Americans like funny.
I know there are times when their earnestness can appear to be greater than that of a non-profit CEO in Switzerland, but this simply isn’t the norm.
And never is this more clear than when they choose their Presidents.
If you don’t have a knowledge of the absurd, you cannot be President of the United States.
People simply will not feel related to you.
Even Jimmy Carter could inspire a laugh. Perhaps not always intentionally, but no matter.
Which is why Mike Huckabee has every chance of being nominated as the Republican Presidential candidate.
Mike can laugh at himself, at you, even at Rudy Giuliani, the last of which I know some people find harder than eating year-old, unrefrigerated cheese.
However, as he scans the various candidates who will suck up to him like Robot Dysons the minute he is nominated, I think Mike may want to consider that he does not need a running mate who possesses one iota of genuine humor.
Smart, funny presidents always make sure their running mates are, in essence, straight men or women. (Can you recall a Gerald Ford joke?)
Which is why one name came to me yesterday, very slightly out of left field.
Well, the bullpen, to be precise.
I have a dream. I have a dream ticket.
It is Huckabee-Clemens.
Before you allow guffaws to kidnap your reason, please think about this carefully.
Humor, like throwing a baseball to scare someone to extract their excreta, is an artform. It is just a different sort of artform.
And while Huckabee is one who has lived his life under the radar (gun), Roger Clemens has challenged it at every turn. With a scowl rather than a jape.
Why be amusing when you can throw half a broken bat at Mike Piazza?
Having watched Mr. Clemens hurl 95 mile-an-hour truthballs at CBS’s Mike Wallace last night, I think he was extremely statesmanlike.
When the heartless Mr. Wallace attempted to suggest that Mr. Clemens had enjoyed a little illegal butt-pricking at the hands of his former trainer, Brian McNamee, Mr. Clemens swatted the very thought of it as if it were a tsetse fly that had wandered into American airspace, bemused by global warming.
“Didn’t happen,” he said.
Can you not imagine the same Mr. Wallace in a couple of years’ time, aged 92, asking Mr. Clemens whether he had, indeed, tossed a nuclear mushroom cloud the way of, say, a recalcitrant Botswana?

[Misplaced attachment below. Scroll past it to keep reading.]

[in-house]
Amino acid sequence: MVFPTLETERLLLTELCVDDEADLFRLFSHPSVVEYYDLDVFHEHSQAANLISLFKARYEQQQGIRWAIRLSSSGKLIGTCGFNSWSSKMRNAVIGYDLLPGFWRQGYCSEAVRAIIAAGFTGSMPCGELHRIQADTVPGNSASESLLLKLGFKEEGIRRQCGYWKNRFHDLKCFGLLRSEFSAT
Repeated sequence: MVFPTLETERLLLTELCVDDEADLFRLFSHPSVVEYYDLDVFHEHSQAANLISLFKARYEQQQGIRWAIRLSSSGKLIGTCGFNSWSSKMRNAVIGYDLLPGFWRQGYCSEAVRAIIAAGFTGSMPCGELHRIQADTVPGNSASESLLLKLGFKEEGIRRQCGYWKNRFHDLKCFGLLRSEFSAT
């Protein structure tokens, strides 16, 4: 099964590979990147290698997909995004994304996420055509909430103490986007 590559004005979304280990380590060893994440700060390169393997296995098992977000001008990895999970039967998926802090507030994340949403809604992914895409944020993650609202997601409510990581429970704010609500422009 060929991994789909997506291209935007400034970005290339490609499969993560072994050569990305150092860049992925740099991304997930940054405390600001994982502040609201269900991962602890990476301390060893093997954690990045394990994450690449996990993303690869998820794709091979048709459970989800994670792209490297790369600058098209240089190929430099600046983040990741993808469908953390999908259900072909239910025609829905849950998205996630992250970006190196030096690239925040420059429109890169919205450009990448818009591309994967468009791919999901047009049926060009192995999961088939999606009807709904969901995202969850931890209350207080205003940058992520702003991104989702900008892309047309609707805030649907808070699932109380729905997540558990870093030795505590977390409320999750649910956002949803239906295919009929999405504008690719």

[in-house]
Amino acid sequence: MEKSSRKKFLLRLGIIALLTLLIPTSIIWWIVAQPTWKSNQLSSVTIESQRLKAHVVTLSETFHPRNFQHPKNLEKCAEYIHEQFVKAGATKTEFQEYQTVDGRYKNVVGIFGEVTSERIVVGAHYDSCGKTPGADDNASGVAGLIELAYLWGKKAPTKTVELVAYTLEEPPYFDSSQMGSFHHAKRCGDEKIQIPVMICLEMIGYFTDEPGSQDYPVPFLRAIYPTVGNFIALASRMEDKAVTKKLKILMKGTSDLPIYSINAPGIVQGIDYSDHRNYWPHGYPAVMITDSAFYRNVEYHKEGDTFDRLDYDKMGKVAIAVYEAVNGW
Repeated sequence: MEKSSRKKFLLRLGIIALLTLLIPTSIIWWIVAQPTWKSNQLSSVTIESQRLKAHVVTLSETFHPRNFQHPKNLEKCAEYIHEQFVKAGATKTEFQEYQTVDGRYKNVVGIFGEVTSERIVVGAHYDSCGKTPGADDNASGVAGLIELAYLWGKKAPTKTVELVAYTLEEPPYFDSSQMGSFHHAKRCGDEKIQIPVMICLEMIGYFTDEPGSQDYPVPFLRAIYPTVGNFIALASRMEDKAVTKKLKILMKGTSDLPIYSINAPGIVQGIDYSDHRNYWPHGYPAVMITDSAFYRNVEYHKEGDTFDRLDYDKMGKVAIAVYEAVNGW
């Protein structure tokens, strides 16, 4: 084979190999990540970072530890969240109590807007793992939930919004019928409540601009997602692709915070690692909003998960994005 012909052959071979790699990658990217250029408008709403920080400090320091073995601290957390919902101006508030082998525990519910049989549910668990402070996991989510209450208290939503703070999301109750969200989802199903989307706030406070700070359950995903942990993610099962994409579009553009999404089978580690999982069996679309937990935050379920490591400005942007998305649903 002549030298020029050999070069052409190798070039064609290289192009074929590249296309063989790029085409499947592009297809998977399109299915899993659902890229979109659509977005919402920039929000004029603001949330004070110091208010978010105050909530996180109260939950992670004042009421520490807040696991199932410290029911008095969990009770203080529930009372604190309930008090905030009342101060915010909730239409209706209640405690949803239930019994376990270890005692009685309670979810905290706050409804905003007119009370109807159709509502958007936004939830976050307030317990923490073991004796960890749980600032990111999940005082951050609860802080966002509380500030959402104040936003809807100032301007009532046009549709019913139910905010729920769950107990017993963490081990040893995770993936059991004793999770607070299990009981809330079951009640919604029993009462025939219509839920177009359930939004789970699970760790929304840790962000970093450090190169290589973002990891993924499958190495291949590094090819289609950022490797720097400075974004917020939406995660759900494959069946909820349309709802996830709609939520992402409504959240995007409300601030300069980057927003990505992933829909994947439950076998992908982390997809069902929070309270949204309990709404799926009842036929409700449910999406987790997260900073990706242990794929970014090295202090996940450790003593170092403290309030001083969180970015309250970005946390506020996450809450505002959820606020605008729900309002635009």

“And is it true,” Mr. Wallace might continue, the lines on his face now resembling a London Underground map superimposed on the ones from Moscow, Paris and Washington, “that you shot your good friend, Andy Pettitte, on a recent hunting expedition?”
“Didn’t happen,” would be the stalwart reply.
Would that not be reassuring? Would that not make us all feel that here was a man who was not bothered with the enormous effort that lies behind the changeup that is doublespeak?
Would this not suggest a man whose veracity is so refined that he can dispense with artifices such as setups and punchlines?
I do not know Mr. Clemens personally.
But, if I ever doubted that his was a unique brand of non-humor, one that Lenny Bruce, David Letterman and every Secretary-General of the United Nations could all simultaneously worship, then it came very early on in last night’s 14-minute inning. Or, for some, outing.
When asked whether he was somewhat upset that his former trainer was now accusing him, or rather his performances, of being more artificial than Meg Ryan’s lips, Mr. Clemens found a line that no scriptwriter would have dared put in his mouth.
Stiffening his neck, a sign, perhaps, of impending Hulkian growth and greenness, Mr. Clemens offered impeccable reasoning for his innocence and his annoyance.
“After all I’ve done for baseball…” he declared.
Forgive me if I found the words “didn’t happen” creep up to my lips and request permission to go on leave. I forced them back into my mouth before they could even commence their windup.
For Mr. Clemens is clearly someone who has an acute appreciation of service.
His service to baseball has been so vast, so impeccable, so altruistic that it is simply inconceivable that he should be mentioned alongside such hideous self-centered plebeians as Barry Bonds, Rafael Palmeiro and, oh, yes, his friend and training partner, Andy Pettitte.
Surely we can all agree that the perfect Republican balance would be the genial, humorful, if somewhat religious, Mr. Huckabee and the man who understands selfless service and can dismiss falsities with two words: the spitbawl method.
Can’t happen? Stranger things have. Allegedly.
The Pond thanks Sister72 for her photographic skills.